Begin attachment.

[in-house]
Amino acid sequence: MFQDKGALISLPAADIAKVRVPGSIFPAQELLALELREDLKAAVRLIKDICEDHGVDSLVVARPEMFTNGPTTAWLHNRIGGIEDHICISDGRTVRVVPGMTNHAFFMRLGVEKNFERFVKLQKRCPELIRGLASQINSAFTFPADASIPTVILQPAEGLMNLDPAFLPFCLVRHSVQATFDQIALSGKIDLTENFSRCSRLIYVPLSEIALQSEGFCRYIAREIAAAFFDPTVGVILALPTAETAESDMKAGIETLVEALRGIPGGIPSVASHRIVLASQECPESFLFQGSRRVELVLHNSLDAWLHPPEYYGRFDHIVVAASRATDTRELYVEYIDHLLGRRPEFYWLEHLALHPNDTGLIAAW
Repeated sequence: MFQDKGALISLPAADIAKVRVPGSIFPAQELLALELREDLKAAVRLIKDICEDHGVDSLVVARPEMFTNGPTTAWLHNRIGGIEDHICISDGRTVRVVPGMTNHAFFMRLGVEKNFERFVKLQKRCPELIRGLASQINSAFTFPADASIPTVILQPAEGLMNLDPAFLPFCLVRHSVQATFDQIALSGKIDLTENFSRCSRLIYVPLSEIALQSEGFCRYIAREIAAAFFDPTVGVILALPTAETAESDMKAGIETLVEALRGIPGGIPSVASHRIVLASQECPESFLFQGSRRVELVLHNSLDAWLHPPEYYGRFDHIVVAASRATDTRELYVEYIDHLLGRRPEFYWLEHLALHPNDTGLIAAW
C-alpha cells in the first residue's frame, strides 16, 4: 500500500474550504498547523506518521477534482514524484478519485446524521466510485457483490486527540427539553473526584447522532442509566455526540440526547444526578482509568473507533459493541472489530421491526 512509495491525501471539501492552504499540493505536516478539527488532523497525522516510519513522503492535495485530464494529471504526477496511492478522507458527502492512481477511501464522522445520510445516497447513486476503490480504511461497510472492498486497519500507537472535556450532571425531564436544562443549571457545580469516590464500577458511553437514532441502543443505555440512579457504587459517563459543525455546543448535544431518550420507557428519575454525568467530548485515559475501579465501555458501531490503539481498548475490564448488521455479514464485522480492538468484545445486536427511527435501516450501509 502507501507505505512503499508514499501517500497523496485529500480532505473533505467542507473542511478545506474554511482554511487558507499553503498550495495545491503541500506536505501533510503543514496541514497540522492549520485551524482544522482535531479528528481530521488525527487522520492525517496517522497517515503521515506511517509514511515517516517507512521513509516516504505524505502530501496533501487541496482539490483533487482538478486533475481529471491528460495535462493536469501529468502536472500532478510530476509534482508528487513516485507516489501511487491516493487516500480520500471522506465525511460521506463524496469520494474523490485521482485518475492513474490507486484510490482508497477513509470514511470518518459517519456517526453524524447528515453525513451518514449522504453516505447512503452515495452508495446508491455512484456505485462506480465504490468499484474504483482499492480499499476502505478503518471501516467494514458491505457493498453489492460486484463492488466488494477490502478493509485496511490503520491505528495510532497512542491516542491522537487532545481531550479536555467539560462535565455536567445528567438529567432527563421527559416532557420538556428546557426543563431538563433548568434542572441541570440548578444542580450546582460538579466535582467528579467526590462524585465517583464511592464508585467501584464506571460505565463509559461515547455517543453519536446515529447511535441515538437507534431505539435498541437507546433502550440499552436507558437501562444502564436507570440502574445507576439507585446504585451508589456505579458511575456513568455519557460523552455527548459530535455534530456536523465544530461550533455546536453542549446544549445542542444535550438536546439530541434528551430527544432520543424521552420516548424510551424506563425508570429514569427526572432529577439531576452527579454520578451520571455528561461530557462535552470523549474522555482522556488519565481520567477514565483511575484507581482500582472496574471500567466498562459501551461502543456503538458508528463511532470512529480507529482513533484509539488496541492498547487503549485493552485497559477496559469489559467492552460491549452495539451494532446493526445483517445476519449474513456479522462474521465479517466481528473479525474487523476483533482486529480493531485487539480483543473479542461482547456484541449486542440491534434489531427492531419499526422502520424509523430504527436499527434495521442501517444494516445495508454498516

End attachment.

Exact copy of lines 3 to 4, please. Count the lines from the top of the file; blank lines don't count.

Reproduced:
Repeated sequence: MFQDKGALISLPAADIAKVRVPGSIFPAQELLALELREDLKAAVRLIKDICEDHGVDSLVVARPEMFTNGPTTAWLHNRIGGIEDHICISDGRTVRVVPGMTNHAFFMRLGVEKNFERFVKLQKRCPELIRGLASQINSAFTFPADASIPTVILQPAEGLMNLDPAFLPFCLVRHSVQATFDQIALSGKIDLTENFSRCSRLIYVPLSEIALQSEGFCRYIAREIAAAFFDPTVGVILALPTAETAESDMKAGIETLVEALRGIPGGIPSVASHRIVLASQECPESFLFQGSRRVELVLHNSLDAWLHPPEYYGRFDHIVVAASRATDTRELYVEYIDHLLGRRPEFYWLEHLALHPNDTGLIAAW
C-alpha cells in the first residue's frame, strides 16, 4: 500500500474550504498547523506518521477534482514524484478519485446524521466510485457483490486527540427539553473526584447522532442509566455526540440526547444526578482509568473507533459493541472489530421491526 512509495491525501471539501492552504499540493505536516478539527488532523497525522516510519513522503492535495485530464494529471504526477496511492478522507458527502492512481477511501464522522445520510445516497447513486476503490480504511461497510472492498486497519500507537472535556450532571425531564436544562443549571457545580469516590464500577458511553437514532441502543443505555440512579457504587459517563459543525455546543448535544431518550420507557428519575454525568467530548485515559475501579465501555458501531490503539481498548475490564448488521455479514464485522480492538468484545445486536427511527435501516450501509 502507501507505505512503499508514499501517500497523496485529500480532505473533505467542507473542511478545506474554511482554511487558507499553503498550495495545491503541500506536505501533510503543514496541514497540522492549520485551524482544522482535531479528528481530521488525527487522520492525517496517522497517515503521515506511517509514511515517516517507512521513509516516504505524505502530501496533501487541496482539490483533487482538478486533475481529471491528460495535462493536469501529468502536472500532478510530476509534482508528487513516485507516489501511487491516493487516500480520500471522506465525511460521506463524496469520494474523490485521482485518475492513474490507486484510490482508497477513509470514511470518518459517519456517526453524524447528515453525513451518514449522504453516505447512503452515495452508495446508491455512484456505485462506480465504490468499484474504483482499492480499499476502505478503518471501516467494514458491505457493498453489492460486484463492488466488494477490502478493509485496511490503520491505528495510532497512542491516542491522537487532545481531550479536555467539560462535565455536567445528567438529567432527563421527559416532557420538556428546557426543563431538563433548568434542572441541570440548578444542580450546582460538579466535582467528579467526590462524585465517583464511592464508585467501584464506571460505565463509559461515547455517543453519536446515529447511535441515538437507534431505539435498541437507546433502550440499552436507558437501562444502564436507570440502574445507576439507585446504585451508589456505579458511575456513568455519557460523552455527548459530535455534530456536523465544530461550533455546536453542549446544549445542542444535550438536546439530541434528551430527544432520543424521552420516548424510551424506563425508570429514569427526572432529577439531576452527579454520578451520571455528561461530557462535552470523549474522555482522556488519565481520567477514565483511575484507581482500582472496574471500567466498562459501551461502543456503538458508528463511532470512529480507529482513533484509539488496541492498547487503549485493552485497559477496559469489559467492552460491549452495539451494532446493526445483517445476519449474513456479522462474521465479517466481528473479525474487523476483533482486529480493531485487539480483543473479542461482547456484541449486542440491534434489531427492531419499526422502520424509523430504527436499527434495521442501517444494516445495508454498516